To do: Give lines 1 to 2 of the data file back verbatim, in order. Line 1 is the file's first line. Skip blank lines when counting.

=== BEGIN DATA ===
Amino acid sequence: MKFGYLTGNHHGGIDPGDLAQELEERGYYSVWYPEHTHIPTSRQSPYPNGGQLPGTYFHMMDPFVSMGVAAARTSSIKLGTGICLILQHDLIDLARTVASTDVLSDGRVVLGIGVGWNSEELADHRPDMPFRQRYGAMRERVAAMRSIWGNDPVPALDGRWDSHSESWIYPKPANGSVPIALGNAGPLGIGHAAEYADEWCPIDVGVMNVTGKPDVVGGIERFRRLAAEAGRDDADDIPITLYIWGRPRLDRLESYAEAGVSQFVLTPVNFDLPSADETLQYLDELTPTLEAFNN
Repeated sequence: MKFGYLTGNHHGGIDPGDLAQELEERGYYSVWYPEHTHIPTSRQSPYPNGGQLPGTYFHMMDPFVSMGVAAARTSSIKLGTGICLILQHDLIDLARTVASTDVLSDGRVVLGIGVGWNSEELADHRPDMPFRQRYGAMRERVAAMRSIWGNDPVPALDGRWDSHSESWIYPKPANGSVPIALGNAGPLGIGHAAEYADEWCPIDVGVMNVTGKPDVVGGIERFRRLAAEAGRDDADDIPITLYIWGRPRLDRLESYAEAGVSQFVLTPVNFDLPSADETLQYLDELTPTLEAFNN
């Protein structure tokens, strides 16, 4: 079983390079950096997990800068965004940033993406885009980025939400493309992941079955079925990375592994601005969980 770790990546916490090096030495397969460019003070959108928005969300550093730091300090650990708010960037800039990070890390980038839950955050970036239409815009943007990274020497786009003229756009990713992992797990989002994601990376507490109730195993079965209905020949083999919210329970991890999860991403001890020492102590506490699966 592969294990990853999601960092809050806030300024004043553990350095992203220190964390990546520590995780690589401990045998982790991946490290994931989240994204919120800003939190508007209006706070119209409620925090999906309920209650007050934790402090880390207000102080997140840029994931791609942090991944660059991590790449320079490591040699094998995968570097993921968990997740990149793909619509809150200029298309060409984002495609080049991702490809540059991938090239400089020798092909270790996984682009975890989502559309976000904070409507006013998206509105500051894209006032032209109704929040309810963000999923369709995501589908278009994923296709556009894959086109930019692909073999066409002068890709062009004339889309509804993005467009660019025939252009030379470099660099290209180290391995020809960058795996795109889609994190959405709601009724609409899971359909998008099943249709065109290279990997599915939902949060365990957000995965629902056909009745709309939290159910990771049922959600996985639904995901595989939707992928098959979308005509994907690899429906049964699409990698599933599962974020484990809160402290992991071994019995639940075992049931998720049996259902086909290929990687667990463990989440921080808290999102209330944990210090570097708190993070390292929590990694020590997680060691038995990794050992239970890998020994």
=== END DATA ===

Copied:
Amino acid sequence: MKFGYLTGNHHGGIDPGDLAQELEERGYYSVWYPEHTHIPTSRQSPYPNGGQLPGTYFHMMDPFVSMGVAAARTSSIKLGTGICLILQHDLIDLARTVASTDVLSDGRVVLGIGVGWNSEELADHRPDMPFRQRYGAMRERVAAMRSIWGNDPVPALDGRWDSHSESWIYPKPANGSVPIALGNAGPLGIGHAAEYADEWCPIDVGVMNVTGKPDVVGGIERFRRLAAEAGRDDADDIPITLYIWGRPRLDRLESYAEAGVSQFVLTPVNFDLPSADETLQYLDELTPTLEAFNN
Repeated sequence: MKFGYLTGNHHGGIDPGDLAQELEERGYYSVWYPEHTHIPTSRQSPYPNGGQLPGTYFHMMDPFVSMGVAAARTSSIKLGTGICLILQHDLIDLARTVASTDVLSDGRVVLGIGVGWNSEELADHRPDMPFRQRYGAMRERVAAMRSIWGNDPVPALDGRWDSHSESWIYPKPANGSVPIALGNAGPLGIGHAAEYADEWCPIDVGVMNVTGKPDVVGGIERFRRLAAEAGRDDADDIPITLYIWGRPRLDRLESYAEAGVSQFVLTPVNFDLPSADETLQYLDELTPTLEAFNN